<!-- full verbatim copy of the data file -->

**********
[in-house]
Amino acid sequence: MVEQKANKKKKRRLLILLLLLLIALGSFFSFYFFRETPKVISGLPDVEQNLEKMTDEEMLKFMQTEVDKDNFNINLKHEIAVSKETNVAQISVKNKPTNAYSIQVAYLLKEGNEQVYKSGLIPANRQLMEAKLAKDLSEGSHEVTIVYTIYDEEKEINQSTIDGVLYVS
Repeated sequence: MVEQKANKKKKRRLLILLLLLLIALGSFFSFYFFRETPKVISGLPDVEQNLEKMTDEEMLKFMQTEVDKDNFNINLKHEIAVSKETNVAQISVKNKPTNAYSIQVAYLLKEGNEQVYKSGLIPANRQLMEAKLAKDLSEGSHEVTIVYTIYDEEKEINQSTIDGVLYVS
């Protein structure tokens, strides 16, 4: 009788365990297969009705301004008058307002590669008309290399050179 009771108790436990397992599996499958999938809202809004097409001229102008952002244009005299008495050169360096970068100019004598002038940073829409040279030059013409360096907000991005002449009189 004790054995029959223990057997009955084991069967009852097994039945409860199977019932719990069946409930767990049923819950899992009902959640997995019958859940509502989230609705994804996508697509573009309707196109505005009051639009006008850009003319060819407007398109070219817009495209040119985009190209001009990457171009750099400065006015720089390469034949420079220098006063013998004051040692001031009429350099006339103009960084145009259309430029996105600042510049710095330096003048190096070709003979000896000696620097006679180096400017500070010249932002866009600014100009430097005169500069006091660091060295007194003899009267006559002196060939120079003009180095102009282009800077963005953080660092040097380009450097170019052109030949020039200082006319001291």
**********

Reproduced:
[in-house]
Amino acid sequence: MVEQKANKKKKRRLLILLLLLLIALGSFFSFYFFRETPKVISGLPDVEQNLEKMTDEEMLKFMQTEVDKDNFNINLKHEIAVSKETNVAQISVKNKPTNAYSIQVAYLLKEGNEQVYKSGLIPANRQLMEAKLAKDLSEGSHEVTIVYTIYDEEKEINQSTIDGVLYVS
Repeated sequence: MVEQKANKKKKRRLLILLLLLLIALGSFFSFYFFRETPKVISGLPDVEQNLEKMTDEEMLKFMQTEVDKDNFNINLKHEIAVSKETNVAQISVKNKPTNAYSIQVAYLLKEGNEQVYKSGLIPANRQLMEAKLAKDLSEGSHEVTIVYTIYDEEKEINQSTIDGVLYVS
């Protein structure tokens, strides 16, 4: 009788365990297969009705301004008058307002590669008309290399050179 009771108790436990397992599996499958999938809202809004097409001229102008952002244009005299008495050169360096970068100019004598002038940073829409040279030059013409360096907000991005002449009189 004790054995029959223990057997009955084991069967009852097994039945409860199977019932719990069946409930767990049923819950899992009902959640997995019958859940509502989230609705994804996508697509573009309707196109505005009051639009006008850009003319060819407007398109070219817009495209040119985009190209001009990457171009750099400065006015720089390469034949420079220098006063013998004051040692001031009429350099006339103009960084145009259309430029996105600042510049710095330096003048190096070709003979000896000696620097006679180096400017500070010249932002866009600014100009430097005169500069006091660091060295007194003899009267006559002196060939120079003009180095102009282009800077963005953080660092040097380009450097170019052109030949020039200082006319001291």